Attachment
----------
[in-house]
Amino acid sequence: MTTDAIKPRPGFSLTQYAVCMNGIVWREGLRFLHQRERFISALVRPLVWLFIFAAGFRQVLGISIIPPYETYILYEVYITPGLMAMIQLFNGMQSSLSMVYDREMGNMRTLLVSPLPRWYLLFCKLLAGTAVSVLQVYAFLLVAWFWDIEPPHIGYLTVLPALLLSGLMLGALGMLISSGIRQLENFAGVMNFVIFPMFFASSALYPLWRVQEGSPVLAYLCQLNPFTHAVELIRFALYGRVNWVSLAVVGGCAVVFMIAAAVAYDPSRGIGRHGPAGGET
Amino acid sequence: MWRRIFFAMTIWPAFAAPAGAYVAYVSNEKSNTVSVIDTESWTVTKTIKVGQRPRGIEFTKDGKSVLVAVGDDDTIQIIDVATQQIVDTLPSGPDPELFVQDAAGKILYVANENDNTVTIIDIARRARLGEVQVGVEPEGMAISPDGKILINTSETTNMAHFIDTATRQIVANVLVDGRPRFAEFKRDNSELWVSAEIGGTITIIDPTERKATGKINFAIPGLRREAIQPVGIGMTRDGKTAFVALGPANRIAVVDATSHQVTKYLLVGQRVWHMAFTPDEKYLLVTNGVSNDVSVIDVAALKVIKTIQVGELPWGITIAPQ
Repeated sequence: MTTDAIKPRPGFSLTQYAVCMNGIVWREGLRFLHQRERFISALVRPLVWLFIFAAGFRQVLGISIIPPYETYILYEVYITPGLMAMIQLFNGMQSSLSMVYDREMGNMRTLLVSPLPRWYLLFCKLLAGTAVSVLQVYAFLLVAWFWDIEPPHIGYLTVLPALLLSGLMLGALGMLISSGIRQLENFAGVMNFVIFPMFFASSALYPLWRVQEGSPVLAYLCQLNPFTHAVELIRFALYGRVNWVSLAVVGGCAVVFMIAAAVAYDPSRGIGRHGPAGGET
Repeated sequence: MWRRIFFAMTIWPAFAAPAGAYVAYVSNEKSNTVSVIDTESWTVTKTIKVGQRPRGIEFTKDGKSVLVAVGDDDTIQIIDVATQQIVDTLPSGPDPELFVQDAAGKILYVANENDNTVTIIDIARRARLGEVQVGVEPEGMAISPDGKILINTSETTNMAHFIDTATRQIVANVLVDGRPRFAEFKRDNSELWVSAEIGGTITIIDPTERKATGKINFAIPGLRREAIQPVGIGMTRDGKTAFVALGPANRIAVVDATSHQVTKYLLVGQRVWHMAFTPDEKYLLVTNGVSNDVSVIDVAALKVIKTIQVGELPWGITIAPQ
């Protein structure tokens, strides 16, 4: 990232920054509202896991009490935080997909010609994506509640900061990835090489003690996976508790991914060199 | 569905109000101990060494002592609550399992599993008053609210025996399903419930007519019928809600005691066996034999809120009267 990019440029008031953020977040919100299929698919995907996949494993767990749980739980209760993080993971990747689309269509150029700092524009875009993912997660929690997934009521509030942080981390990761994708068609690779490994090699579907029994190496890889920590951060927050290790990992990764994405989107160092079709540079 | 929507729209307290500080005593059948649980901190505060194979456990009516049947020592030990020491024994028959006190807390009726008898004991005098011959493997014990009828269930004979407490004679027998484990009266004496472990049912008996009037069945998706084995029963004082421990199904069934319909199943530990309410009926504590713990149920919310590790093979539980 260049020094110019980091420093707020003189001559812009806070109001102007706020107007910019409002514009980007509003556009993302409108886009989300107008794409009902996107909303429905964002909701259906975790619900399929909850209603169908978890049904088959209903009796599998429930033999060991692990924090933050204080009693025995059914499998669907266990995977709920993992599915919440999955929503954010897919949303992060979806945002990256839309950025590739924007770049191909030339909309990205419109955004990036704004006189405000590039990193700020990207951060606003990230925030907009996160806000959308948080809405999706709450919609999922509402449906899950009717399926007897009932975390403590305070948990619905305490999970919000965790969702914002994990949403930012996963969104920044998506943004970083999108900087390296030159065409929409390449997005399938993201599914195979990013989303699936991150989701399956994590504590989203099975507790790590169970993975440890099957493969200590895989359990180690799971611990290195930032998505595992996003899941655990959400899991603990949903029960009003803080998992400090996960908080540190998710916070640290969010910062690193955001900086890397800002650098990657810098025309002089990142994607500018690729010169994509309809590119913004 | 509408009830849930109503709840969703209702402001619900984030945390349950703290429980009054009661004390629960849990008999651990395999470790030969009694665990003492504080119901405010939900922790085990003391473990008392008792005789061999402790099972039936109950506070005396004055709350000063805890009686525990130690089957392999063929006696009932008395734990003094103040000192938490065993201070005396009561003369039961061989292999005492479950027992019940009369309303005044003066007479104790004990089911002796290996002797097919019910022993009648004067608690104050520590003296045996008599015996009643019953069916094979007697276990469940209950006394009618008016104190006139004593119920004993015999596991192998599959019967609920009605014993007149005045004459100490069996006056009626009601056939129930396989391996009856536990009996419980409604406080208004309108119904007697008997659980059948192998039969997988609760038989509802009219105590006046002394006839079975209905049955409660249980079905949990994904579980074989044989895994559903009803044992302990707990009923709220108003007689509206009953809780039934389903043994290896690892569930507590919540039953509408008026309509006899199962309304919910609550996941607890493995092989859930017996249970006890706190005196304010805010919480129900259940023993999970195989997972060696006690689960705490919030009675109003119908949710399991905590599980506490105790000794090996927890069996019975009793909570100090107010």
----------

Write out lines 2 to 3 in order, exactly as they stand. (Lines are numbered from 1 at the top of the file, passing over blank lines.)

Amino acid sequence: MTTDAIKPRPGFSLTQYAVCMNGIVWREGLRFLHQRERFISALVRPLVWLFIFAAGFRQVLGISIIPPYETYILYEVYITPGLMAMIQLFNGMQSSLSMVYDREMGNMRTLLVSPLPRWYLLFCKLLAGTAVSVLQVYAFLLVAWFWDIEPPHIGYLTVLPALLLSGLMLGALGMLISSGIRQLENFAGVMNFVIFPMFFASSALYPLWRVQEGSPVLAYLCQLNPFTHAVELIRFALYGRVNWVSLAVVGGCAVVFMIAAAVAYDPSRGIGRHGPAGGET
Amino acid sequence: MWRRIFFAMTIWPAFAAPAGAYVAYVSNEKSNTVSVIDTESWTVTKTIKVGQRPRGIEFTKDGKSVLVAVGDDDTIQIIDVATQQIVDTLPSGPDPELFVQDAAGKILYVANENDNTVTIIDIARRARLGEVQVGVEPEGMAISPDGKILINTSETTNMAHFIDTATRQIVANVLVDGRPRFAEFKRDNSELWVSAEIGGTITIIDPTERKATGKINFAIPGLRREAIQPVGIGMTRDGKTAFVALGPANRIAVVDATSHQVTKYLLVGQRVWHMAFTPDEKYLLVTNGVSNDVSVIDVAALKVIKTIQVGELPWGITIAPQ